Science Fair Project Encyclopedia
Lewis Bernstein Namier
Lewis Bernstein Namier (June 27 1888 – August 19 1960) was a significant British historian. He was born Ludwik Niemirowski in Wola Okrejska in what was then Austria-Hungary and is today Poland. His familiy were secular-minded Jewish gentry. Namier was educated at universities of Lemberg (Lviv, Ukraine), Lausanne, and the London School of Economics. At Lausanne, he heard Vilfredo Pareto lecture and whose ideas would have much influence on him.
He immigrated to Britain in 1906 and became an British subject in 1913. During World War One, he fought as private with 20th Royal Fusiliers in 1914–15, and then various positions with Propaganda Department (1915–17), Information Department (1917–18) and finally with the Foreign Office (1918–20). After leaving the government, Namier served at Balliol College (1920–21) before going into business. Later, Namier who was an long-time Zionist worked as political secretary for the Jewish Agency in Palestine (1929–31). He served as professor at the University of Manchester from 1931 until his retirement in 1953.
He is best known for his work on parliament and its composition in the latter part of the eighteenth century, which by its very detailed study of individuals caused substantial revision to be made to accounts based on a party system. Namier's best known works were The Structure of Politics at the Accession of George III, England in The Age of the American Revolution and the History Of Parliament series he edited later in his life. Namier used prosopgraphy or collective biography of every MP and peer who sat in the British Parliament in later the 18th century to reveal that local interests, not national ones, often determined how parliamentarians voted. Namier felt that prosopographical methods were the best ones for analyzing small groups like the House of Commons, but was opposed to the application of prosopography on larger groups.
In addition, Namier used other sources such as wills and tax records to reveal the interests of the MPs. In his time, Namier's methods were innovative and were quite controversial. Namier's obsession with collecting facts such as club membership of various MPs and then attempting to co-relate them to voting patterns led his critics to accuse him of "taking ideas of history".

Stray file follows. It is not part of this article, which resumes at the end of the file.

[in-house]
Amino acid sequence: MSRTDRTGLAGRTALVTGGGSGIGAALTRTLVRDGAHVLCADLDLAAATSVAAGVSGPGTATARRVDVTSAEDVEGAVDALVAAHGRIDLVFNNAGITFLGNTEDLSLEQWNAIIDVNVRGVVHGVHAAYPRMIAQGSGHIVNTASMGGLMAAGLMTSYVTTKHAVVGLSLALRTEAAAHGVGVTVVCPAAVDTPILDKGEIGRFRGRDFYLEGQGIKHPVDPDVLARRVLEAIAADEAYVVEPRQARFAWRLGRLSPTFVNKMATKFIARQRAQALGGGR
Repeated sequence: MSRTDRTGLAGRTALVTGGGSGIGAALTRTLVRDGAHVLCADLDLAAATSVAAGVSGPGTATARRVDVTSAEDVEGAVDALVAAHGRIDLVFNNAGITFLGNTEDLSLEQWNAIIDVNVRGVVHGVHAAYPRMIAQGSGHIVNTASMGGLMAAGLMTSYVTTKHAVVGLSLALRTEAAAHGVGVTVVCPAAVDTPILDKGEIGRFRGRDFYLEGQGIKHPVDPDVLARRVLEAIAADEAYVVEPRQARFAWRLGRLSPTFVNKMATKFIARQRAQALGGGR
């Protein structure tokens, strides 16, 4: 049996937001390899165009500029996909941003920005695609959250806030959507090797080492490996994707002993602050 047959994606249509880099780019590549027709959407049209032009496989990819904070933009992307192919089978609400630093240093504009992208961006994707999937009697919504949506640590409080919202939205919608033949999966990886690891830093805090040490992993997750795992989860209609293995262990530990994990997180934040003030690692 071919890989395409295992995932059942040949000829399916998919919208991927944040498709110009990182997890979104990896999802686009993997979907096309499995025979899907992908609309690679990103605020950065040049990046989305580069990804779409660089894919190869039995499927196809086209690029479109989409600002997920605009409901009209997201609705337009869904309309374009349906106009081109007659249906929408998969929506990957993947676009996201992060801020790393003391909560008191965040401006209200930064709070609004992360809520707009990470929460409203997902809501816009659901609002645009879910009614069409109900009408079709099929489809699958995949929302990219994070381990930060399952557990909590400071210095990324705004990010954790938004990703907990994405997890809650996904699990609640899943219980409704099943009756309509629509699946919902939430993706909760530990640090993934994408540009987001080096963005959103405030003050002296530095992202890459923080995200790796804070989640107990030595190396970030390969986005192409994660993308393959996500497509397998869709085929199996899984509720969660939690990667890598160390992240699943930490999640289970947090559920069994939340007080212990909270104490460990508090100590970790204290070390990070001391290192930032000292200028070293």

He also wrote on European history, and his later books Europe in Decay, In the Nazi Era and Diplomatic Prelude unsparing condemned the Third Reich and appeasement. As someone born Jewish (Namier had converted to Anglicism), Namier was horrified by the Holocaust and his writings on German history have criticized for Germanophobia. He was married twice and knighted in 1952. Namier held very right-wing views, and has been called the most reactionary British historian of his generation.
- The Structure of Politics at the Accession of George III, 1929.
- England in The Age of the American Revolution, 1930.
- In the Margin of History, 1939.
- Conflicts: Studies in Contemporary History, 1942.
- 1848: The Revolution of the Intellectuals, 1944.
- Facing East: essays on Germany, the Balkans and Russia in the twentieth century, 1947.
- Diplomatic prelude, 1938–1939, 1948.
- Europe in Decay: A Study in Disintegration, 1936–40, 1950.
- Avenues of History, 1952.
- In the Nazi era, 1952.
- Basic Factors in Nineteenth-Century European History, 1953.
- Monarchy and the party system : the Romanes lecture delivered in the Sheldonian Theatre 15 May 1952, 1952.
- Personalities and powers, 1955.
- Vanished Supremacies; essays on European history, 1812–1918, 1958.
- Crossroads of Power: essays on eighteenth-century England, 1962.
- The House of Commons, 1754–1790, 1966, 1964, edited by John Brooke & Sir Lewis Namier.
- Colley, Linda Lewis Namier New York: St. Martin's Press, 1989.
- Namier, Julia Lewis Namier: A biography, London: Oxford University Press, 1971.
- Pares, Richard & Taylor, A.J.P. (editors) Essays Presented to Sir Lewis Namier, London: Macmillan Press, 1956.
The contents of this article is licensed from www.wikipedia.org under the GNU Free Documentation License. Click here to see the transparent copy and copyright details